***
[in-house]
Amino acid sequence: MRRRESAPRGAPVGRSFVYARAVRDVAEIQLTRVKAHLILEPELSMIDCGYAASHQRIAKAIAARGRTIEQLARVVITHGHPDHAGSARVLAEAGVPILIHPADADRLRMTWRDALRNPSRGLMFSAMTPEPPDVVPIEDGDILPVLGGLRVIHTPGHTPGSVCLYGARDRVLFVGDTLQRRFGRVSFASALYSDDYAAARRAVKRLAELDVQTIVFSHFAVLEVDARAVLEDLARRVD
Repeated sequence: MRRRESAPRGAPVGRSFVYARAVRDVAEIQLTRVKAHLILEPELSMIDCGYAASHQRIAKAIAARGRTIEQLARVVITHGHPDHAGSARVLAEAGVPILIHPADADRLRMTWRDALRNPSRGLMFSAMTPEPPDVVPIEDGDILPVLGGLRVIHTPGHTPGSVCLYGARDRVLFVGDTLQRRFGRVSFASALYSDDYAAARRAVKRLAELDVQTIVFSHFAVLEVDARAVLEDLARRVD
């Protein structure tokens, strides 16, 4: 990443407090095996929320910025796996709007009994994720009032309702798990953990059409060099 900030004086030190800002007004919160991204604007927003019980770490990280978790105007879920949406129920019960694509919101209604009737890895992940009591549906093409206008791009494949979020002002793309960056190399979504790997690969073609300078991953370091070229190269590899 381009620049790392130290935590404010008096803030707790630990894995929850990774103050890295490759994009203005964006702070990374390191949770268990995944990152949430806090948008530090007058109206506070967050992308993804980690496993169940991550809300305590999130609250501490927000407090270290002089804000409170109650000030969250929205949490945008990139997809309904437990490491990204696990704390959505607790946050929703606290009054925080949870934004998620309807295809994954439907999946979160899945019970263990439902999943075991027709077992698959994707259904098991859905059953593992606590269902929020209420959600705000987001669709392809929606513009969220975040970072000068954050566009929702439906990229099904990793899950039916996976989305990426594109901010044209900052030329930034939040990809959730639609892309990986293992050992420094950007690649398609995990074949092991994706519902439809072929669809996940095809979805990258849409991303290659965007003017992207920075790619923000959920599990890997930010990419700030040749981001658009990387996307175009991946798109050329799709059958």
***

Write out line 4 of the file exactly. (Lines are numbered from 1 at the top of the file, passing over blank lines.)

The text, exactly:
């Protein structure tokens, strides 16, 4: 990443407090095996929320910025796996709007009994994720009032309702798990953990059409060099 900030004086030190800002007004919160991204604007927003019980770490990280978790105007879920949406129920019960694509919101209604009737890895992940009591549906093409206008791009494949979020002002793309960056190399979504790997690969073609300078991953370091070229190269590899 381009620049790392130290935590404010008096803030707790630990894995929850990774103050890295490759994009203005964006702070990374390191949770268990995944990152949430806090948008530090007058109206506070967050992308993804980690496993169940991550809300305590999130609250501490927000407090270290002089804000409170109650000030969250929205949490945008990139997809309904437990490491990204696990704390959505607790946050929703606290009054925080949870934004998620309807295809994954439907999946979160899945019970263990439902999943075991027709077992698959994707259904098991859905059953593992606590269902929020209420959600705000987001669709392809929606513009969220975040970072000068954050566009929702439906990229099904990793899950039916996976989305990426594109901010044209900052030329930034939040990809959730639609892309990986293992050992420094950007690649398609995990074949092991994706519902439809072929669809996940095809979805990258849409991303290659965007003017992207920075790619923000959920599990890997930010990419700030040749981001658009990387996307175009991946798109050329799709059958």